Saturday, March 17, 2063

Warning

Tuesday, June 24, 2014

Programming Pearls

Programmers waste enormous amounts of time thinking about, or worrying about, the speed of noncritical parts of their programs, and these attempts at efficiency actually have a strong negative impact when debugging and maintenance are considered. We should forget about small efficiencies, say about 97% of the time: premature optimization is the root of all evil. Yet we should not pass up our opportunities in that critical 3%.
--- Donald Knuth, "Structured Programming with go to Statements" (http://dl.acm.org/citation.cfm?id=356640)


Rule 1.  You can't tell where a program is going to spend its time.  Bottlenecks occur in surprising places, so don't try to second guess and put in a speed hack until you've proven that's where the bottleneck is.

Rule 2.  Measure.  Don't tune for speed until you've measured, and even then don't unless one part of the code overwhelms the rest.

Rule 3.  Fancy algorithms are slow when n is small, and n is usually small.  Fancy algorithms have big constants. Until you know that n is frequently going to be big, don't get fancy.  (Even if n does get big, use Rule 2 first.)   For example, binary trees are always faster than splay trees for workaday problems.

Rule 4.  Fancy algorithms are buggier than simple ones, and they're much harder to implement.  Use simple algorithms as well as simple data structures.

The following data structures are a complete list for almost all practical programs:

array 
linked list 
hash table 
binary tree

Of course, you must also be prepared to collect these into compound data structures.  For instance, a symbol table might be implemented as a hash table containing linked lists of arrays of characters.

Rule 5.  Data dominates.  If you've chosen the right data structures and organized things well, the algorithms will almost always be self­evident.  Data structures, not algorithms, are central to programming.  (See Brooks p. 102.)

Rule 6.  There is no Rule 6.
--- Rob Pike, "Notes on Programming in C" (http://www.lysator.liu.se/c/pikestyle.html)


Representation Is the Essence of Programming - Very often, strategic breakthroughs will come from redoing the representation of data or tables. The programmer at wit's end for lack of space can often do best by disentangling from code, rearing back, and contemplating the data.
--- Frederick P. Brooks, Jr, "The Mythical Man-Month" (http://javatroopers.com/Mythical_Man_Month.html)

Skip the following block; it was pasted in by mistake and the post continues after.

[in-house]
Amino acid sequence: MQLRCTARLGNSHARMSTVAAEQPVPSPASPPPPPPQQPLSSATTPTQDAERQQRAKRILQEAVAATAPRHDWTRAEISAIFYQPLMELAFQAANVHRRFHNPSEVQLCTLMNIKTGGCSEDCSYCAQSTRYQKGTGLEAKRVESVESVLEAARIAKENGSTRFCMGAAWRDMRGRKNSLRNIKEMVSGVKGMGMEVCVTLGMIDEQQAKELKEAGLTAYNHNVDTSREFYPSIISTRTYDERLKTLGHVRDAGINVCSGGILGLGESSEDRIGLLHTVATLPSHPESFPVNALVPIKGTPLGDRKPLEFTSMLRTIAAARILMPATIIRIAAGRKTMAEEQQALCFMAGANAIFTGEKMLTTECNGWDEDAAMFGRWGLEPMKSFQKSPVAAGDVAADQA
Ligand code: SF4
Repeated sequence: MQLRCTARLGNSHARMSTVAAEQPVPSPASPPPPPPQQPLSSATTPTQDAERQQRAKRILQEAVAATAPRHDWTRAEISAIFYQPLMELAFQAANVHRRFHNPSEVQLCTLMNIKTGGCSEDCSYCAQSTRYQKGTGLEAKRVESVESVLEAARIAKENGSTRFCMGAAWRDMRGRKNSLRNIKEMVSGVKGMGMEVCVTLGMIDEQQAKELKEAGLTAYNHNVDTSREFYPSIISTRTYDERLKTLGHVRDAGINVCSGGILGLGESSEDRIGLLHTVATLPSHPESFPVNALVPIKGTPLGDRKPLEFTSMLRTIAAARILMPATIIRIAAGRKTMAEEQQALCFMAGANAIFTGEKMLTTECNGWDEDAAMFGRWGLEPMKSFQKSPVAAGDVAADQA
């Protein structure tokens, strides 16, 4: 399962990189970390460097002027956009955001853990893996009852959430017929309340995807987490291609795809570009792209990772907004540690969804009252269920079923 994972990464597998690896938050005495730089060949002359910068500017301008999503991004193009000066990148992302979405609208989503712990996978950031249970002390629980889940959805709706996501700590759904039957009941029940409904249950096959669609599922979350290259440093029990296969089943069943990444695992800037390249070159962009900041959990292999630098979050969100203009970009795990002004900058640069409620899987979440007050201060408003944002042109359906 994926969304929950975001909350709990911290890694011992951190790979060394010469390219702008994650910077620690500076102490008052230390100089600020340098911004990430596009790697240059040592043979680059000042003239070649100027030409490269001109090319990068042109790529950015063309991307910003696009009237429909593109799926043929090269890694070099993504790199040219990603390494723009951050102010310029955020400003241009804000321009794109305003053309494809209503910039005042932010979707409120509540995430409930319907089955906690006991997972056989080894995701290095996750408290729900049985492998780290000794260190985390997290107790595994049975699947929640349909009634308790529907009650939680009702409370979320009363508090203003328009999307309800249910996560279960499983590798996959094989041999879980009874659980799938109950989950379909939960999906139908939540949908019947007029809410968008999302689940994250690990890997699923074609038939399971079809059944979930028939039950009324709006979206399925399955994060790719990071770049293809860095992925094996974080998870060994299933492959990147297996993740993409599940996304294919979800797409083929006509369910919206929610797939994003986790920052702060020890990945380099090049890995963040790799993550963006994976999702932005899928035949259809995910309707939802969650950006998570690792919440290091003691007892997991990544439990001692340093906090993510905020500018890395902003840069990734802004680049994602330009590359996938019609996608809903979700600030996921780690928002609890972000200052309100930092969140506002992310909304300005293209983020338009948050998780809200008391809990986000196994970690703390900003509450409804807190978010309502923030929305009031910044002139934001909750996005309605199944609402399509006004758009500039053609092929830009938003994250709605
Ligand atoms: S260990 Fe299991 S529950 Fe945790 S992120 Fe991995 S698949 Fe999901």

Sunday, May 11, 2014

La palma (The Palm Tree)

Abderramán I (Abd al-Rahman I) (731-788)

Tú también eres ¡oh palma!
en este suelo extranjera.
Llora, pues; mas siendo muda,
¿cómo has de llorar mis penas?
Tú no sientes, cual yo siento,
el martirio de la ausencia.
Si tú pudieras sentir,
amargo llanto vertieras.
A tus hermanas de Oriente
mandarías tristes quejas,
a las palmas que el Éufrates
con sus claras ondas riega.
Pero tú olvidas la patria,
a par que me la recuerdas;
la patria de donde Abbas
y el hado adverso me alejan.



A palm tree stands in the middle of Rusafa
Born in the West, far from the land of palms
I said to it, “How like me you are, far away and in exile!
In long separation from family and friends
You have sprung from soil in which you are a stranger
And I, like you, am far away from home”


In the midst of my garden
Grows a palm-tree;
Born in the West,
Away from the country of palm-trees.
 
I cried: You are like me,
For you resemble me
In wandering and peregrination,
And the long separation from kith and kin.
 
You also
Grew up on a foreign soil;
Like me,
You are far from the country of your birth.
 
May the fertilizing clouds of morning
Water you in exile,
May the beneficent rains besought by the poor
Never forsake you.


Thursday, May 1, 2014

Sennacherib

Ozymandias, king of kings, meet Sennacherib, king of the world.

About 700 years before the birth of Christ, the restless Assyrian listed his deeds on palace walls and artifacts.

"I led vast armies," Sennacherib writes. "I made the desert bloom and built splendid palaces in Nineveh. Best of all, when the king of Judea misbehaved, I stuck him in a birdcage for a while."

Sunday, April 13, 2014

Homenaje a Claudio Ptolomeo

Octavio Paz

Soy hombre: duro poco
y es enorme la noche.
Pero miro hacia arriba:
las estrellas escriben.
Sin entender comprendo:
También soy escritura.
A esta misma hora
alguien me deletrea.



Monday, March 24, 2014

El destino

Jorge Luis Borges

En 1869 fue nombrado sargento de la policía rural. Había corregido el pasado; en aquel tiempo debió de considerarse feliz, aunque profundamente no lo era. (Lo esperaba, secreta en el porvenir, una lúcida noche fundamental: la noche en que por fin vio su propia cara, la noche que por fin oyó su nombre. Bien entendida, esa noche agota su historia; mejor dicho, un instante de esa noche, un acto de esa noche, porque los actos son nuestro símbolo.) Cualquier destino, por largo y complicado que sea, consta en realidad de un solo momento: el momento en que el hombre sabe para siempre quién es.
--- Biografía de Tadeo Isidoro Cruz.


¿Quién es el mar, quién soy? Lo sabré el día
Ulterior que sucede a la agonía.
--- El mar



Llego a mi centro, 
a mi álgebra y mi clave, 
a mi espejo. 
Pronto sabré quién soy.
--- Elogio de la sombra


Al fin me encuentro 
con mi destino sudamericano. 
A esta ruinosa tarde me llevaba 
el laberinto múltiple de pasos 
que mis días tejieron desde un día 
de la niñez. Al fin he descubierto 
la recóndita clave de mis años, 
la suerte de Francisco de Laprida, 
la letra que faltaba, la perfecta 
forma que supo Dios desde el principio. 
En el espejo de esta noche alcanzo 
mi insospechado rostro eterno. El círculo 
se va a cerrar. Yo aguardo que así sea.
--- Poema conjetural